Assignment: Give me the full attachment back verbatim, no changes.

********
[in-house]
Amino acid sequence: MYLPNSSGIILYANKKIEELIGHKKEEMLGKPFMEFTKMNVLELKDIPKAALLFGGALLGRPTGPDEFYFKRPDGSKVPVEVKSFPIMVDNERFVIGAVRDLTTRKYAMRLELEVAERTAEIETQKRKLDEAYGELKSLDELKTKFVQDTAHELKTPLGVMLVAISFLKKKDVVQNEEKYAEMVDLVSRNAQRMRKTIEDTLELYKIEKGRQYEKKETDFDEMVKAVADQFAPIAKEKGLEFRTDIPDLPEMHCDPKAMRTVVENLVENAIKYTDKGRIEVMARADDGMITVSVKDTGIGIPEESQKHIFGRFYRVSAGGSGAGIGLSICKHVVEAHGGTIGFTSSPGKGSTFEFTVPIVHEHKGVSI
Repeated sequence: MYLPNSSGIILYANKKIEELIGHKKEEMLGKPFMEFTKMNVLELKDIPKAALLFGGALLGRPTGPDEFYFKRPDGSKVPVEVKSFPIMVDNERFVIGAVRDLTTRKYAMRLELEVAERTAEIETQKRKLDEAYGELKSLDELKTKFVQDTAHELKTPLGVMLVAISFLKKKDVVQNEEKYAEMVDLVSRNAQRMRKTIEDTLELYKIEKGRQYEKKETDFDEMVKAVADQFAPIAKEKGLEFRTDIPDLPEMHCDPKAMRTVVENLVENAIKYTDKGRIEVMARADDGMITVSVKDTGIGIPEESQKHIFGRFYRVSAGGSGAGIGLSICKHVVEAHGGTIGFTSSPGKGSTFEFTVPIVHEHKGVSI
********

[in-house]
Amino acid sequence: MYLPNSSGIILYANKKIEELIGHKKEEMLGKPFMEFTKMNVLELKDIPKAALLFGGALLGRPTGPDEFYFKRPDGSKVPVEVKSFPIMVDNERFVIGAVRDLTTRKYAMRLELEVAERTAEIETQKRKLDEAYGELKSLDELKTKFVQDTAHELKTPLGVMLVAISFLKKKDVVQNEEKYAEMVDLVSRNAQRMRKTIEDTLELYKIEKGRQYEKKETDFDEMVKAVADQFAPIAKEKGLEFRTDIPDLPEMHCDPKAMRTVVENLVENAIKYTDKGRIEVMARADDGMITVSVKDTGIGIPEESQKHIFGRFYRVSAGGSGAGIGLSICKHVVEAHGGTIGFTSSPGKGSTFEFTVPIVHEHKGVSI
Repeated sequence: MYLPNSSGIILYANKKIEELIGHKKEEMLGKPFMEFTKMNVLELKDIPKAALLFGGALLGRPTGPDEFYFKRPDGSKVPVEVKSFPIMVDNERFVIGAVRDLTTRKYAMRLELEVAERTAEIETQKRKLDEAYGELKSLDELKTKFVQDTAHELKTPLGVMLVAISFLKKKDVVQNEEKYAEMVDLVSRNAQRMRKTIEDTLELYKIEKGRQYEKKETDFDEMVKAVADQFAPIAKEKGLEFRTDIPDLPEMHCDPKAMRTVVENLVENAIKYTDKGRIEVMARADDGMITVSVKDTGIGIPEESQKHIFGRFYRVSAGGSGAGIGLSICKHVVEAHGGTIGFTSSPGKGSTFEFTVPIVHEHKGVSI